Toss my thoughts in with December's too. And, think back to what great success Bob Newhart had with his one-side telephone comedy routines.

Carla said...

Why would it irritate the reader? It sounds potentially quite interesting, because to me it indicates that Lillie didn't entirely 'fix' him in the bathroom and that even if he can't come back as a zombie now he can still come back in some other form. Which raises the interesting question of how often can he come back, in what forms, and can he ever be got rid of for good and if so how?
Agree with Bonnie that if he does something bad (death, injury, mayhem) it will have more impact if it happens to someone the reader has met and liked.
Also agree that one off-screen character controlling events can be intriguing and compelling, whether they're off-screen because they're somewhere else (Voldemort, Sauron) or dead (Rebecca). It might be a problem keeping them straight if there were several, but so far you've only mentioned one.

Marie said...

It sounds good to me, Bernita.

Bernita said...

Another positive. Thank you, Erik.

I don't know that it is, Carla, but the question struck me, since I find she is haunted by memories, and I thought I would toss it out for reaction.
If he is a zombie and not a tulpa - which might mean a zombie form is still tooling around somewhere - I suspect his only other form could be ghostly.

Thank you, Marie. Doesn't seem to be any negatives so far to the basic process.

Jaye Wells said...

Bring it on, Bernita. Can't wait to read this one.

Bernita said...

Nice of you to say so, Jaye. it's slow going, keeping the magical rules intact, as well as ordinary logic.

Kate Thornton said...

December, Hyacinth's offscreen gay son is Sheridan - you are thinking about Absolutely Fabulous' Edina's son Serge who is also offscreen and probably gay. Two phantom sons on 2 British comedy shows. Coincidence? (Cue spooky music)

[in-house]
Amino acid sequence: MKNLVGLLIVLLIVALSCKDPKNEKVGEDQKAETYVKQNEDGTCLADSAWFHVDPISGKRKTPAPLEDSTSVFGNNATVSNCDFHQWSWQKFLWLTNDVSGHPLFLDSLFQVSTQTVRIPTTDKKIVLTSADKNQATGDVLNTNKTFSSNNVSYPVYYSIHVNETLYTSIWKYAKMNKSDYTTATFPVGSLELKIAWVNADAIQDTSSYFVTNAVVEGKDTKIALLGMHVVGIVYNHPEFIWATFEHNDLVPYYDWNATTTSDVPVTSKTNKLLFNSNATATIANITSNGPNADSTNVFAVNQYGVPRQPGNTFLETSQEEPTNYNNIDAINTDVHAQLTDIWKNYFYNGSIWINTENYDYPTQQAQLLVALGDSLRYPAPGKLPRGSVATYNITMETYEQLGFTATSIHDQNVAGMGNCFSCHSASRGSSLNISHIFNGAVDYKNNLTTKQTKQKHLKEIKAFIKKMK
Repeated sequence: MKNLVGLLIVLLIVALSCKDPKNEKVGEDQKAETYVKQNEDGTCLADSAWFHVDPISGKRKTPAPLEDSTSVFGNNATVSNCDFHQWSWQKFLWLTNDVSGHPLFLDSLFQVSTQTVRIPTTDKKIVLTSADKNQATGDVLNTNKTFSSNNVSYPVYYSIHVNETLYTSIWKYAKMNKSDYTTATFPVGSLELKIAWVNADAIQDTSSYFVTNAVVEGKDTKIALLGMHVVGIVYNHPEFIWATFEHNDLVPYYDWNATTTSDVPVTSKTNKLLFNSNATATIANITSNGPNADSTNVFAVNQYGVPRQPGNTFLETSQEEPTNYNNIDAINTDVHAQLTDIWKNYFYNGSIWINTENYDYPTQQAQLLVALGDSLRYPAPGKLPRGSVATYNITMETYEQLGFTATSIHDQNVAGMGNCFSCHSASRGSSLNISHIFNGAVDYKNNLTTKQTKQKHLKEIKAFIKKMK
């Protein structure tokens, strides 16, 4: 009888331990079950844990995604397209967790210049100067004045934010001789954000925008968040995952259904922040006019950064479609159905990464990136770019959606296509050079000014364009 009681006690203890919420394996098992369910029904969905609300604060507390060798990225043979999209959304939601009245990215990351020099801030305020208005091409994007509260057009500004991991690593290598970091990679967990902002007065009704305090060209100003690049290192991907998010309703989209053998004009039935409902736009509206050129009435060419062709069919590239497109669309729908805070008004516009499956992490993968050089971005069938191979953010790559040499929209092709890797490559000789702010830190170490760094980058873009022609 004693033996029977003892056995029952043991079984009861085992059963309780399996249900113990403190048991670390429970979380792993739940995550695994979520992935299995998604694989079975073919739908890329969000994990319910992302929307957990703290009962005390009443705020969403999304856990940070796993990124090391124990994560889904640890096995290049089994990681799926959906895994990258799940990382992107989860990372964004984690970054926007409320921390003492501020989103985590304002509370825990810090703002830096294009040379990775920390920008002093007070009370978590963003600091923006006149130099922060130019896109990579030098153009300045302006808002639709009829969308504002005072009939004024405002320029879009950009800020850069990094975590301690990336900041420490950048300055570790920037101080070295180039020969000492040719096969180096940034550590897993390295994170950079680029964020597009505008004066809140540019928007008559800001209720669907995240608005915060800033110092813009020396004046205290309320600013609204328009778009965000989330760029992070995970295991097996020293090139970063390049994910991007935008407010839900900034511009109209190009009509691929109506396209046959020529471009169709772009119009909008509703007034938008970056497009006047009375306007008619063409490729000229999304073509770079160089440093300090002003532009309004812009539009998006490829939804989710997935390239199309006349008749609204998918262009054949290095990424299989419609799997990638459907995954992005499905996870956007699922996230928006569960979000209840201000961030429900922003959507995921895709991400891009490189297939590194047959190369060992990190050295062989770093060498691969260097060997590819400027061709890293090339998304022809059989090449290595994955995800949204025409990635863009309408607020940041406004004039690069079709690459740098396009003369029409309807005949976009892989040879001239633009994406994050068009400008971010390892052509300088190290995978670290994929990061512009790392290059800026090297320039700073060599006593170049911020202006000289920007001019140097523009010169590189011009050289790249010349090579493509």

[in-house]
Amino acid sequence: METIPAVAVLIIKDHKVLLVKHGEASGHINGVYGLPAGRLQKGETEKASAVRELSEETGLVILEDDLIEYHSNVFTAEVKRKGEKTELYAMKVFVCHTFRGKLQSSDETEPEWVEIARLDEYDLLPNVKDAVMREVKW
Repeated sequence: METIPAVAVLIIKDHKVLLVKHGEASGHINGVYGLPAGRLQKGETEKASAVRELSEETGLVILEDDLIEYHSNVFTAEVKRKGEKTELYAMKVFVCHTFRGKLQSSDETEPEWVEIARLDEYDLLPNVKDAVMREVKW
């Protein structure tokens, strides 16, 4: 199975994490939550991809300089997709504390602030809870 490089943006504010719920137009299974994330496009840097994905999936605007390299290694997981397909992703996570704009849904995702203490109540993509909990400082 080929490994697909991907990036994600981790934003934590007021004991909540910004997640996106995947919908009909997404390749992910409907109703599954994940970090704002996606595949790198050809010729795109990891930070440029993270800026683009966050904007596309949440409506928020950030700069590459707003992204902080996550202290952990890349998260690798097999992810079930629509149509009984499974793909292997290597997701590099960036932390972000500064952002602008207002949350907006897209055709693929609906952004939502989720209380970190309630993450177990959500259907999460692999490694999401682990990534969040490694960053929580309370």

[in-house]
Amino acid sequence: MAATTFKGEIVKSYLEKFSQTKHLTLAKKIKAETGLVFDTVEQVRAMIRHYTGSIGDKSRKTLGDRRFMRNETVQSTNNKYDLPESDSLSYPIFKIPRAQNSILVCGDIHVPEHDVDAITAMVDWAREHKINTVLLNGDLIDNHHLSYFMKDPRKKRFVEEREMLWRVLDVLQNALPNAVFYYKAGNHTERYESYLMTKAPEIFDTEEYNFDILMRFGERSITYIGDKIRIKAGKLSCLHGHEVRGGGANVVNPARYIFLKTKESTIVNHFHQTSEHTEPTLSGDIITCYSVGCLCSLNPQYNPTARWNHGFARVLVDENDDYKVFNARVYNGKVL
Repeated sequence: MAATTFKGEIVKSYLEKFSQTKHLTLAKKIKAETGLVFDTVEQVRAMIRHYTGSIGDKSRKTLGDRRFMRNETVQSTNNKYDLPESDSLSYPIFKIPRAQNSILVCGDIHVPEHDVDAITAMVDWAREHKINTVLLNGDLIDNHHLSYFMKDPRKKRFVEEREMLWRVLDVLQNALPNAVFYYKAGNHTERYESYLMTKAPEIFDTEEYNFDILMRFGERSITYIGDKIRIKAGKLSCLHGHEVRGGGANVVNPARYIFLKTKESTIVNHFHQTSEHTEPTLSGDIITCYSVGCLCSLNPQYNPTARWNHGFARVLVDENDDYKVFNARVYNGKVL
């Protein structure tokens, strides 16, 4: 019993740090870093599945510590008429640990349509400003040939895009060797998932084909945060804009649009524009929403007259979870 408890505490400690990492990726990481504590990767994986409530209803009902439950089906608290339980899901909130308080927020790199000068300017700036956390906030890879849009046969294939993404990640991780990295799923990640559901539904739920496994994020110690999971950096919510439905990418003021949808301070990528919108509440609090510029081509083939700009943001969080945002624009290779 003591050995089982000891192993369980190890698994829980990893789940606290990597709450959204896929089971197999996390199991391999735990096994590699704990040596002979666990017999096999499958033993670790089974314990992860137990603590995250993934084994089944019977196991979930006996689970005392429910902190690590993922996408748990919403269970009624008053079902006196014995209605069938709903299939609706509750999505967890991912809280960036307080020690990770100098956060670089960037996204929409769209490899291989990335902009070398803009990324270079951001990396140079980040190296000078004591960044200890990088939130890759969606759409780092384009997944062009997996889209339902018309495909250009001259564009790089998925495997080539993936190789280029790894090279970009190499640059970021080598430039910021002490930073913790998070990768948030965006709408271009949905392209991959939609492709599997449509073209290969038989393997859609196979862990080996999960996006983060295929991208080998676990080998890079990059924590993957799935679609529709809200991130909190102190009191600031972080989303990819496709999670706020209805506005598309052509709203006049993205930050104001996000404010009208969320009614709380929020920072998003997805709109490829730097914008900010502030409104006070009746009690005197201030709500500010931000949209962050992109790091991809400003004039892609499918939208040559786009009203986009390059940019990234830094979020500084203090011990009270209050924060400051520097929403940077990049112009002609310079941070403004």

I am delighted that we watch the same stuff!

Daisy Dexter Dobbs said...

I was standing there naked when a dead man sauntered into my bathroom.

Well that line alone would have me plunking money down for your book, Bernita. :-)

What irritates me as a reader is a poorly written story. A skilled writer can pull almost anything off without fear of affronting the reader. As long as a character is well drawn and integral to the story, what does it matter if he’s seen and heard tiptoeing about or not?

Go with your gut feeling on this, Bernita, and you should be just fine.

spyscribbler said...

I loved how that was done in Rebecca! I haven't the slightest doubt that you can pull it off, Bernita!

It's sounding more intriguing every day!

Bernita said...

With unbecoming immodesty, Daisy, I admit to being very pleased with that line.
Sustainability is, of course, the challenge - as always, but I will "go with my gut" and not consign him to the outer hells. Good advice.Thank you.

Natasha,do you people realize how much your encouragement means when one is uncertain about direction and the editorial "what if this pisses people off" start yelling at one?

LadyBronco said...

I love this painting, Bernita.
Nice choice.

A character need not be physically present to affect the story. Rebecca is, indeed, a wonderful example of this.

Often, the memory of someone ~ or the ghost of someone ~ can make a powerful character without ever actually being there.

Bernita said...

Thank you, Lady B.
The ayes have it. I am reassured I'm not doing something truly dumb by building, bit by bit, his character.

It's the choice of scarlet for her evening gown, I think, that lifts the painting.